President William Ruto speaks at State House, Nairobi, during a past event. [Wilberforce Okwiri, Standard]

“Let me repeat for the avoidance of doubt, there will be no extra-judicial killings in the Government of Kenya under my administration. Yeah, that is a chapter we must close ... and put behind us,” Ruto told the nation, stressing that he and the police leaders agreed that the force ‘will operate within the law’.

The focus on the blunders of the previous administration also has an upside for the new administration grappling with economic challenges, largely left behind by its predecessor: It helps defang Raila’s criticism of the Ruto administration and offers Ruto a chance to stake claim to Raila’s former niche as the sole bulwark against the government’s abuse of civilians.

Whether Ruto’s rhetoric is a calculated long-term stratagem or slipshod tactic, is open to question. But the evening’s polemic appeared to burnish Ruto’s image and sully Raila’s. In an apparent pushback against Ruto’s onslaught, Raila promised, sometime in the future, to take the lid off the August elections, which he said were rigged with the help of foreigners.

Ruto’s ability to one-up his foes and spot opportunities in places where others see risks is well known. Aside from his get-up-and-go, campaign strategy, natural wit and alertness, Ruto’s election victory owed a great deal to his titillating account that Raila – a man he dubbed as a person with two beds – illegally displaced him in the previous administration.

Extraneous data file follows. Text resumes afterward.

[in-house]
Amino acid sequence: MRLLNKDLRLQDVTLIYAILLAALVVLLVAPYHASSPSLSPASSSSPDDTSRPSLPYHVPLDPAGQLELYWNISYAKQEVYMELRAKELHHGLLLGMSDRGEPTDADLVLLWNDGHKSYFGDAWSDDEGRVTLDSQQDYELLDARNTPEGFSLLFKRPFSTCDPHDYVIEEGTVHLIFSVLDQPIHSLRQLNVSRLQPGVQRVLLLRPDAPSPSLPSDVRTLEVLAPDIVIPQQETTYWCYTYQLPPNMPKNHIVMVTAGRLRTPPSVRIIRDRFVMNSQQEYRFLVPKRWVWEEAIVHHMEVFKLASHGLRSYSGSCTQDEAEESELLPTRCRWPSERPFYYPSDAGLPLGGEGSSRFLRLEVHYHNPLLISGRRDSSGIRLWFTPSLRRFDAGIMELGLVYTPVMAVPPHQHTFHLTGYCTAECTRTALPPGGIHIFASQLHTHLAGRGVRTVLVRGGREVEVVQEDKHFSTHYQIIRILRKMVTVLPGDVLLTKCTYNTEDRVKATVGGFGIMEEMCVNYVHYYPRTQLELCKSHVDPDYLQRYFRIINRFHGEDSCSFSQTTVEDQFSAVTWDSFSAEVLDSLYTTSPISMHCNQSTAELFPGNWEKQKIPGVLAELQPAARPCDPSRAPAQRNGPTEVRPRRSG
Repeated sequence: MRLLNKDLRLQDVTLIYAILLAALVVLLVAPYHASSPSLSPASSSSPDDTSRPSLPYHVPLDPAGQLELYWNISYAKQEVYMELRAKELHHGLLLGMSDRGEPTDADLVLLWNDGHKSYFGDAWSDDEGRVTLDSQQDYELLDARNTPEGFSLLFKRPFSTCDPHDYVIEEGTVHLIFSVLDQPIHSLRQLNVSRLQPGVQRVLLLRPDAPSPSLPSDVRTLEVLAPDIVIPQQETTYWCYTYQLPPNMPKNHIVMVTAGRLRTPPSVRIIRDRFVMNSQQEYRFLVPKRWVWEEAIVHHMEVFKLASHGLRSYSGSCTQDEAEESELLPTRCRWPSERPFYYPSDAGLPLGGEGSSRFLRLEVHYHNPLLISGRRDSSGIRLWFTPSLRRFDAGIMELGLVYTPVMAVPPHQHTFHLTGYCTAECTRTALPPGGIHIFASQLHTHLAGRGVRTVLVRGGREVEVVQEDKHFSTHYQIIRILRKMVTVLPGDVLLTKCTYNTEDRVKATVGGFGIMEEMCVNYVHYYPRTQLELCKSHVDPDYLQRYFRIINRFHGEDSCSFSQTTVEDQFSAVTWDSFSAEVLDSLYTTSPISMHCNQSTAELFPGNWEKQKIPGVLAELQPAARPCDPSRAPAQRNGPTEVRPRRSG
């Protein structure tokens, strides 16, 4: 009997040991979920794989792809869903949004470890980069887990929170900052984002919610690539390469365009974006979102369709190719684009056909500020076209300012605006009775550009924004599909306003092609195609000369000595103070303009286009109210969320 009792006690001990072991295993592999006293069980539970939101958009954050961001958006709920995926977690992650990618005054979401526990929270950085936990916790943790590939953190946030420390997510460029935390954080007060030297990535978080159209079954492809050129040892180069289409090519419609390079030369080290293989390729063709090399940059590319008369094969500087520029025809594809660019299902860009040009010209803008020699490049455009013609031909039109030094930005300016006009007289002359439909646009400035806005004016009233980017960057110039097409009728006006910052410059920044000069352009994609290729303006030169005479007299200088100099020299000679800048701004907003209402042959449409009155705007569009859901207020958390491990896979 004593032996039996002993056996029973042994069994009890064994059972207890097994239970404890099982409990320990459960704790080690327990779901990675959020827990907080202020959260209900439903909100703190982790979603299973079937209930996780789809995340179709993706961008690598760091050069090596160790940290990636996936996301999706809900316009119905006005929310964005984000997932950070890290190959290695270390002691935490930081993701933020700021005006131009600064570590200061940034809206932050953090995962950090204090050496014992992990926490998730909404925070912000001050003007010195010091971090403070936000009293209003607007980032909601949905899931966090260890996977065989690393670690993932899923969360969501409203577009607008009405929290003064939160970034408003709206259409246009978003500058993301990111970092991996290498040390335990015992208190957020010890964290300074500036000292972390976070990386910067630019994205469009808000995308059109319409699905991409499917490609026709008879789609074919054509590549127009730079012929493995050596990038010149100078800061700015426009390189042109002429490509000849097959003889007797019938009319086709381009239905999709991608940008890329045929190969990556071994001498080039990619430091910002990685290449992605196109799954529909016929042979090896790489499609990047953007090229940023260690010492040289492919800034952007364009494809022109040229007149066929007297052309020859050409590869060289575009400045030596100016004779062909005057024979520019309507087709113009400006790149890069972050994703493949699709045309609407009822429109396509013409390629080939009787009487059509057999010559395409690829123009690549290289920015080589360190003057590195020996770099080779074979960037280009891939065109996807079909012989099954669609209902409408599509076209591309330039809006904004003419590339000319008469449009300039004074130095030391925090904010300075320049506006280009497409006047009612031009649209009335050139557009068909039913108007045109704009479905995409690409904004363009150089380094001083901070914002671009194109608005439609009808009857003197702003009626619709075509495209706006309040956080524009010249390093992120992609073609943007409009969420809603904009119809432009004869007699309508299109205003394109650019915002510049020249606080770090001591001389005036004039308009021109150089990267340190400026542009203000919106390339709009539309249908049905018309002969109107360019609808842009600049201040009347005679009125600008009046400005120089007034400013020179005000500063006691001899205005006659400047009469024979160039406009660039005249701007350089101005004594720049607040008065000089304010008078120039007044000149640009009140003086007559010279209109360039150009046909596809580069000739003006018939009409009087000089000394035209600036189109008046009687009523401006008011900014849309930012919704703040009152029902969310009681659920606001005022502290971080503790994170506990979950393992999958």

That sense of victimhood appears to have helped him establish a rapport with many Kenyans who are inclined to loathe the system. It undermined the opposition’s attempt to come up with a coherent and appealing message, even after churning out a voluminous report nitpicking Ruto’s months-old administration.

“Yes, I have been a subject of harassment by the police,” the president said in an answer to a question posed by a reporter.

Kenyans instinctively sympathise with victims, especially when their tales happen to be genuine. If the raconteur is the Head of State, the public is more prone to suspend its disbelief. At Ruto’s inauguration on September 13, Deputy President Rigathi Gachagua – another alleged victim of the State – told the multitudes present – including nearly two dozen foreign heads of states – to cherish their new freedom and not be bothered with government agents’ eavesdropping.

“I want to tell all the people of Kenya, from now, you don’t have to talk with each other through WhatsApp for fear of being recorded and prosecuted by State agents,” Gachagua said in his speech that repeatedly referred to Ruto as an an ‘ordinary child’ – indeed “an ordinary child, owned by ordinary parents, brought up in an ordinary village, brought up in an ordinary way, growing up in an ordinary manner.”

President William Ruto arrives for a church service in Kipipiri, Nyandarua County, on December 11, 2022.  Right, DP Rigathi Gachagua. [Kipsang Joseph, Standard]